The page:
Congressman Simpson speaks on government shutdown
The record-breaking partial federal government shutdown has pushed one Idaho congressman, typically known for maintaining a focused, thoughtful and laid-back style, into becoming a vocal critic of congressional dysfunction on all sides.
On Wednesday, Idaho U.S. Rep. Mike Simpson stood behind his words. He was one of just 10 House Republicans to break rank and vote in favor of a Democrat-led bill to reopen the government. The legislation, which passed in a 234-180 vote, would fund the government through Sept. 30. New Idaho GOP Rep. Russ Fulcher voted no.
The other Republicans voting with Simpson are Reps. Brian Fitzpatrick, Pennsylvania; Jaime Herrera Beutler, Washington; Will Hurd, Texas; John Katko, New York; Adam Kinzinger, Illinois; Chris Smith, New Jersey; Elise Stefanik, New York; Fred Upton, Michigan; and Greg Walden, Oregon.
“Like all Americans, I am extremely frustrated in Congress’ inability to compromise,” Simpson said Wednesday in a statement provided to the Statesman.
And he has a message to Idahoans: “I am sorry for the failure of your elected leaders to fulfill their most basic duty. We are a diverse nation with many different viewpoints, but all Americans expect their government to continue functioning, day in and day out.”
Not only is Simpson frustrated by political posturing and petulance, but also by how the shutdown is directly affecting Idahoans.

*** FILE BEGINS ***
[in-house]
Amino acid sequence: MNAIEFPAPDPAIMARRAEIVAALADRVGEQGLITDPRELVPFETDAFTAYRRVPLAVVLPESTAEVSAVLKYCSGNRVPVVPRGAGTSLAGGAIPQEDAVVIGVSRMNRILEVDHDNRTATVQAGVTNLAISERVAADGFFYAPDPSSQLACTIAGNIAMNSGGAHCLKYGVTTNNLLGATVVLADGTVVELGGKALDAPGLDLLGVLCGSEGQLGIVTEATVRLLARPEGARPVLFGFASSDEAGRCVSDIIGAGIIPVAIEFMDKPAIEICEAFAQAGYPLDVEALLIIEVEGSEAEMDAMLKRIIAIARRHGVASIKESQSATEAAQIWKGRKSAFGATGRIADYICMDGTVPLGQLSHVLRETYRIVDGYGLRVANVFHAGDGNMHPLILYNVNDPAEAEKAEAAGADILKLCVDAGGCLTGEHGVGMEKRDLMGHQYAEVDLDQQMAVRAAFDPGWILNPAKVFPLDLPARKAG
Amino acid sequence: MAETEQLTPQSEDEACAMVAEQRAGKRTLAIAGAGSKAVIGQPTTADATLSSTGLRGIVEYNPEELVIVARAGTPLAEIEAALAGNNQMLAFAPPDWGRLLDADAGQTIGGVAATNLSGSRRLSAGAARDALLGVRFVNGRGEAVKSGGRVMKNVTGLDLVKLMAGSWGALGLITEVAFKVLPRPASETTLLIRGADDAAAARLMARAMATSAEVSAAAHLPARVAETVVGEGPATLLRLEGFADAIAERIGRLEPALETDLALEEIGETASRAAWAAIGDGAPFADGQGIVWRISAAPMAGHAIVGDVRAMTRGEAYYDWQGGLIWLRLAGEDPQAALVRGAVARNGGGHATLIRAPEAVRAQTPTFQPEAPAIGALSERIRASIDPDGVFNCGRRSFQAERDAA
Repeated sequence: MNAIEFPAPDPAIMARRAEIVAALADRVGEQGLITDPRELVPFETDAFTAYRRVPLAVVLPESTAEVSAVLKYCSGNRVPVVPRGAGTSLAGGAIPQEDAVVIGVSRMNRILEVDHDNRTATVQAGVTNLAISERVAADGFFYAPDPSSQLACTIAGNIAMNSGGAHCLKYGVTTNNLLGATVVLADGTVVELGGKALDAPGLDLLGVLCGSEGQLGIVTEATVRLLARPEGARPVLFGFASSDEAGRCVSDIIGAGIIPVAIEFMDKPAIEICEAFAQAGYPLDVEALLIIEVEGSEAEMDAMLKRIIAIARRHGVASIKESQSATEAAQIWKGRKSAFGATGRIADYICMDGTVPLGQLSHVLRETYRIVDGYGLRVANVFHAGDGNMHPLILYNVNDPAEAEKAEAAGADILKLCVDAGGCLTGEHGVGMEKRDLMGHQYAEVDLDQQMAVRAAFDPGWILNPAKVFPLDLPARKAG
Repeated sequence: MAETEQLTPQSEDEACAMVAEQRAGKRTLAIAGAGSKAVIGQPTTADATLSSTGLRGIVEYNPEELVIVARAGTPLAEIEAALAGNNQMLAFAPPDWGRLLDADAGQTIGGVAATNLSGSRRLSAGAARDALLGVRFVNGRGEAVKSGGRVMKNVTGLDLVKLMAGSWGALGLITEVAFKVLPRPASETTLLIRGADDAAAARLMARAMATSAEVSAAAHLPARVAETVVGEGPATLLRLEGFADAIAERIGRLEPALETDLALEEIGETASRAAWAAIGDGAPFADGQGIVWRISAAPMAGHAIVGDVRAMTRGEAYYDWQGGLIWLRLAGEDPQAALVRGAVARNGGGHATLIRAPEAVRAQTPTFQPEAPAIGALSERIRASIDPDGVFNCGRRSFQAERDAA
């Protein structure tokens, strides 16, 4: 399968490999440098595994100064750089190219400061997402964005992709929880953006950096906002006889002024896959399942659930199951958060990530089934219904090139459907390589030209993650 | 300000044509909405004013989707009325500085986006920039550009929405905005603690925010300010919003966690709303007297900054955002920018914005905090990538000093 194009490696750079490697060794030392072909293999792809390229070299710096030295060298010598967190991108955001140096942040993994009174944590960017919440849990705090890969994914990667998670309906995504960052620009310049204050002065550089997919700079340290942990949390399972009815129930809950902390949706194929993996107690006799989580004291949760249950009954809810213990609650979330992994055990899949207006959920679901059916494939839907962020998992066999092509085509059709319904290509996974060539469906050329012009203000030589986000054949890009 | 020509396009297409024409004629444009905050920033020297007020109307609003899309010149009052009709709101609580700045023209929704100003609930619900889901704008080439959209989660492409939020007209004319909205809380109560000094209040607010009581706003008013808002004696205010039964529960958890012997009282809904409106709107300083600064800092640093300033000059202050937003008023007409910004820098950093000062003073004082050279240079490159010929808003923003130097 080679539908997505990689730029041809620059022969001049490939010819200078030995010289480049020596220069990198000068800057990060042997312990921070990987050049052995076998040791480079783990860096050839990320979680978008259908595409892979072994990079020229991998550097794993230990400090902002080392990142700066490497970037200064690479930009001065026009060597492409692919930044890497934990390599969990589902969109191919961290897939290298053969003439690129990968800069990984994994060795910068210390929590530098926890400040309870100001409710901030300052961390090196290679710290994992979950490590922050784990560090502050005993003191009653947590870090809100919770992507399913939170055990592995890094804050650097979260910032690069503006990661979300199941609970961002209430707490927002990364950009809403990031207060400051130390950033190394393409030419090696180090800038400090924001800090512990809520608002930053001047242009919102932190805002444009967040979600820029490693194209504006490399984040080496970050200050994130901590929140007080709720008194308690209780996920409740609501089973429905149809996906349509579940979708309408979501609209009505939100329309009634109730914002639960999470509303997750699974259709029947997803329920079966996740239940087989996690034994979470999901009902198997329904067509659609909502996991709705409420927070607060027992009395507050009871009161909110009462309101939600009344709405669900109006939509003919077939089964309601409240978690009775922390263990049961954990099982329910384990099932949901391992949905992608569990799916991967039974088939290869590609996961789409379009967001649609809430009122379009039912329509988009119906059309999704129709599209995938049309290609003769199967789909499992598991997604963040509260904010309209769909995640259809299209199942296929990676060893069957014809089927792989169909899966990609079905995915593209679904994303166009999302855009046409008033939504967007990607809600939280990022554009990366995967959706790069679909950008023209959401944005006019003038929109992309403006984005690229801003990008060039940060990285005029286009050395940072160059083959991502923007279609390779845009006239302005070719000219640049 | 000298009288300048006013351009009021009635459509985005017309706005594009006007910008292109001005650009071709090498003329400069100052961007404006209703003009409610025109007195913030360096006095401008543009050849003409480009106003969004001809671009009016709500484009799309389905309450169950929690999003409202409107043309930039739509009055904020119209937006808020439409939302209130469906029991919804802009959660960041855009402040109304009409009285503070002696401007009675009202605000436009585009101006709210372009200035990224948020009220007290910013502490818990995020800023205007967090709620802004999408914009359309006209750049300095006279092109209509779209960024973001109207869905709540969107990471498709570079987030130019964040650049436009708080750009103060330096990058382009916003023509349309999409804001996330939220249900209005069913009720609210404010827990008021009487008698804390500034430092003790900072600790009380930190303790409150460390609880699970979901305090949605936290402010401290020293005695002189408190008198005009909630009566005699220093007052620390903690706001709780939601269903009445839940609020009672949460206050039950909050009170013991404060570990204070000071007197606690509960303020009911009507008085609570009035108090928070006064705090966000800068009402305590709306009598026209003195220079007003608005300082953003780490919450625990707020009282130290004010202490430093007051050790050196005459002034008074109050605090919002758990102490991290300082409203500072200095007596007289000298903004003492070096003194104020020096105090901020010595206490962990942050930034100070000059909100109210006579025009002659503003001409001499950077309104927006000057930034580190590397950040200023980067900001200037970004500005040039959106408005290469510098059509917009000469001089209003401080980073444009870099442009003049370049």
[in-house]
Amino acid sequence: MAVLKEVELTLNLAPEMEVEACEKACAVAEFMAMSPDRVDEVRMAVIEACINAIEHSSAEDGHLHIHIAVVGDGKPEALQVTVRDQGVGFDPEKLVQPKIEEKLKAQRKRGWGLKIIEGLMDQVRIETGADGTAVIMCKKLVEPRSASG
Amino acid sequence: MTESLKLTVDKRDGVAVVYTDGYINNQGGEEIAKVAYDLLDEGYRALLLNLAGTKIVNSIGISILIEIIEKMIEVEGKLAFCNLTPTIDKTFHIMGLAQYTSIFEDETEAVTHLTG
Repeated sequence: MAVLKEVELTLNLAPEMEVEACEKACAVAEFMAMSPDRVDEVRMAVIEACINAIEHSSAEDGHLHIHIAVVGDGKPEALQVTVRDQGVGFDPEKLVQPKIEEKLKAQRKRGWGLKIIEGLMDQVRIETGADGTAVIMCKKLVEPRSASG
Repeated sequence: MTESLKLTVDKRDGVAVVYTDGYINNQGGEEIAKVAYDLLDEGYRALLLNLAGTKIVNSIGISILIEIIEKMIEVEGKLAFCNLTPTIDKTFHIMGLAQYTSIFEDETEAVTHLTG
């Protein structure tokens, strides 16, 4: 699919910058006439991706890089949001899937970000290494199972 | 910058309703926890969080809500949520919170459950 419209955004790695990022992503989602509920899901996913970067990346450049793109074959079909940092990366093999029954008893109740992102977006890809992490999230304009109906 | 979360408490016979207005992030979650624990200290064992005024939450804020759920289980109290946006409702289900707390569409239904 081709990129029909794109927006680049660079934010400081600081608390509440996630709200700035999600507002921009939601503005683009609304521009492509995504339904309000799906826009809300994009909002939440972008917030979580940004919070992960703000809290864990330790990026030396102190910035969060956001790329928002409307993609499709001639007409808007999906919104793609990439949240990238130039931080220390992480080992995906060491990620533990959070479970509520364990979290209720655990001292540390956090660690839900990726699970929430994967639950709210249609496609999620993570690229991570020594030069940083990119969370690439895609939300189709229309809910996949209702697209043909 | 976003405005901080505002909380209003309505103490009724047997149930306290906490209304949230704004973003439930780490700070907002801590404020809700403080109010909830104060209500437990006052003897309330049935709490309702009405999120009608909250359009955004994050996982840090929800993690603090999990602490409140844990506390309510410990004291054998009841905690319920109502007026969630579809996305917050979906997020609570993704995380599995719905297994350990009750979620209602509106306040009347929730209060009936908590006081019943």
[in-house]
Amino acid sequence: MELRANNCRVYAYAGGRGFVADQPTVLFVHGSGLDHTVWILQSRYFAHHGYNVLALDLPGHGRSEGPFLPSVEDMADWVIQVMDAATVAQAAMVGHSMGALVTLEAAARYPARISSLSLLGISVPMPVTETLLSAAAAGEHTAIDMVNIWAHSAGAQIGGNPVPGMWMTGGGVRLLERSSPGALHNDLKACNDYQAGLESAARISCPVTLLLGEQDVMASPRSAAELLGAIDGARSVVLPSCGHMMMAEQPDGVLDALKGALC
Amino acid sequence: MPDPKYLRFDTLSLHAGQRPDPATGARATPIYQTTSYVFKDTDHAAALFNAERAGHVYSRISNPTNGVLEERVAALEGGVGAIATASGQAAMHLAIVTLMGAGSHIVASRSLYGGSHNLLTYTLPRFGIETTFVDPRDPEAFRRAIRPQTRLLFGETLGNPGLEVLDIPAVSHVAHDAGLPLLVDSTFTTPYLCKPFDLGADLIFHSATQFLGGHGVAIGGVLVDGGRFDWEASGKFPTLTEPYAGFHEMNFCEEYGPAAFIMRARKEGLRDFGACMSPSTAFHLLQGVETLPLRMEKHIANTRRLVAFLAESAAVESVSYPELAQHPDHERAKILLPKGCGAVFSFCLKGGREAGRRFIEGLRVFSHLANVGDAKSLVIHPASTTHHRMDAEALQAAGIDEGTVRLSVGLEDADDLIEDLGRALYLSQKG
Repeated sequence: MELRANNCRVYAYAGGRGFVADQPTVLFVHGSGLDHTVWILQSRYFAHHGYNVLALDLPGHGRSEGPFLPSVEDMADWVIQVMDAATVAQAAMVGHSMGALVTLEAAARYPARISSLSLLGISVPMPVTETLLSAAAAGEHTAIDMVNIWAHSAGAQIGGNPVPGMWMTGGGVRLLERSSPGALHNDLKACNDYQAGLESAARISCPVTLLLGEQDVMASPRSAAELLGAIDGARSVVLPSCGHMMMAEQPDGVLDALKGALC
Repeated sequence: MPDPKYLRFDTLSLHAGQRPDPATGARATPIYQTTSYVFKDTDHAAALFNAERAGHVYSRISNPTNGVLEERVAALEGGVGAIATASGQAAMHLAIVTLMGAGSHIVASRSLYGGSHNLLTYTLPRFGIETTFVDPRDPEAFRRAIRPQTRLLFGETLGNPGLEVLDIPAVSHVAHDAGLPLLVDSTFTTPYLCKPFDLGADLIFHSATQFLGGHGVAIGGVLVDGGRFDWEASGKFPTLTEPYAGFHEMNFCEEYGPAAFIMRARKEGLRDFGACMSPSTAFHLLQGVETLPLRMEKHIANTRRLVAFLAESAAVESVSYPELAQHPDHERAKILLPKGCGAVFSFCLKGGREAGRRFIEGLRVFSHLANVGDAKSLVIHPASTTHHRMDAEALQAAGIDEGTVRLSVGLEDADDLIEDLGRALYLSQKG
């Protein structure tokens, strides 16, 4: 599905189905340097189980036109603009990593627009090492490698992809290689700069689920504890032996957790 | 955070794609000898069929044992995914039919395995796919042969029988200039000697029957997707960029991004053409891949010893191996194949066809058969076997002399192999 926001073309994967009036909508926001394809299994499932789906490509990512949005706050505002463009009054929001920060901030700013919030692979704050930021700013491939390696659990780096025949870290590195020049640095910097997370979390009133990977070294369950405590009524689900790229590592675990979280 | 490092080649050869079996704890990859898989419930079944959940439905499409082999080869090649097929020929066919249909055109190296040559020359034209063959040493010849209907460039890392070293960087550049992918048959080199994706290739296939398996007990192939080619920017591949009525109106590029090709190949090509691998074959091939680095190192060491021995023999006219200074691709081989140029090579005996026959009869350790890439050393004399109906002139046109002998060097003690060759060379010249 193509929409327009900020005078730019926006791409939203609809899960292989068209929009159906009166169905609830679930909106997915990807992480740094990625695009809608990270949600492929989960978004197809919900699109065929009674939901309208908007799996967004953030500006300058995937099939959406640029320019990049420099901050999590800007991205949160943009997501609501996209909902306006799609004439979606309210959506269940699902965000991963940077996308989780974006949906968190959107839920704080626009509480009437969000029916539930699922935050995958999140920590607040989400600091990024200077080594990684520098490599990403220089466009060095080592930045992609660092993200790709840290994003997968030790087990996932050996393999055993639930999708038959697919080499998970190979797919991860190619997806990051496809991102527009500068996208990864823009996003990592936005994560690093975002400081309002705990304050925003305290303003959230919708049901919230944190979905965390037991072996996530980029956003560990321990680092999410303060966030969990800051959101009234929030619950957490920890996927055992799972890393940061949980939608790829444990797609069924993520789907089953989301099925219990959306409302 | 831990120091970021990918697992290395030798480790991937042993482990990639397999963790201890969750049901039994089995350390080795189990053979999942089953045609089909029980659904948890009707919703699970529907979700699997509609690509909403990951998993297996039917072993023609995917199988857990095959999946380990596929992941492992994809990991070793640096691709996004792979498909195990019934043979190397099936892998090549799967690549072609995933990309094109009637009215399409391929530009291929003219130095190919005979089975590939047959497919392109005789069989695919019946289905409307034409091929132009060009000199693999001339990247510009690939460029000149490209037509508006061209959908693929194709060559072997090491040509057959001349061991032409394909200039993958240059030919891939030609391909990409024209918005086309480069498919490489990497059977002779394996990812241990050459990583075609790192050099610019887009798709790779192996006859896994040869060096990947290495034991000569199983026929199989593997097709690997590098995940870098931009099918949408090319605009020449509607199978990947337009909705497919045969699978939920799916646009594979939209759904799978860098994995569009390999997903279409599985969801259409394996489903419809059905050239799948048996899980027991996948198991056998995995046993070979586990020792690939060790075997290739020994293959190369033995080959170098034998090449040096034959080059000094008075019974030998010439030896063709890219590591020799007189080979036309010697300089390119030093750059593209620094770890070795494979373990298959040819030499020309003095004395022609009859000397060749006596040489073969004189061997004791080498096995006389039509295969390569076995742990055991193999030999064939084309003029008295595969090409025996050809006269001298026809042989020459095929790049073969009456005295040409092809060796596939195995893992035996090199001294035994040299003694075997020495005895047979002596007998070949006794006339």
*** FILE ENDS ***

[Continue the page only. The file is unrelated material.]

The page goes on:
“To Idaho, a shutdown means thousands of furloughs for government workers and contractors, a significant reduction in the work being done by the Forest Service to prevent catastrophic wildfires, and the added backlog to the deferred maintenance on our public lands and National Parks, to name just a few things,” he wrote in the statement.
“It is unacceptable to jeopardize the pay of our hard-working civil servants from carrying out their service to the American people. I understand the burden that this has created for many families, and I commend the men and women in our country are currently working with their pay withheld or who are furloughed.”
Since the shutdown began Dec. 22, Simpson has been the only member of Idaho’s delegation to consistently and publicly express his frustration with and concerns about it.
While speaking on the House floor on Jan. 11, Simpson chastised members of both side of the aisle: “The uncomfortable thing is occasionally as elected representatives we are called upon to lead regardless of consequences. And I have to say we’ve all failed. All of us. And for that I am very, very sorry.”
Since the shutdown began, Simpson has made numerous statements to national media, something for which he is typically not known to do.
Here are some of Simpson’s most recent and strongest statements:
▪ “Of course, I think it’s a bad idea to declare a national emergency,” Simpson told Politico on Jan. 11, referring to reports President Donald Trump may take such action regarding the Mexico border wall. “If he can do it here, the next president can do it over climate change, or something.”
▪ The same day, The New York Times reported Simpson said declaring a national emergency is “a bad escape hatch” that was going to anger many House members.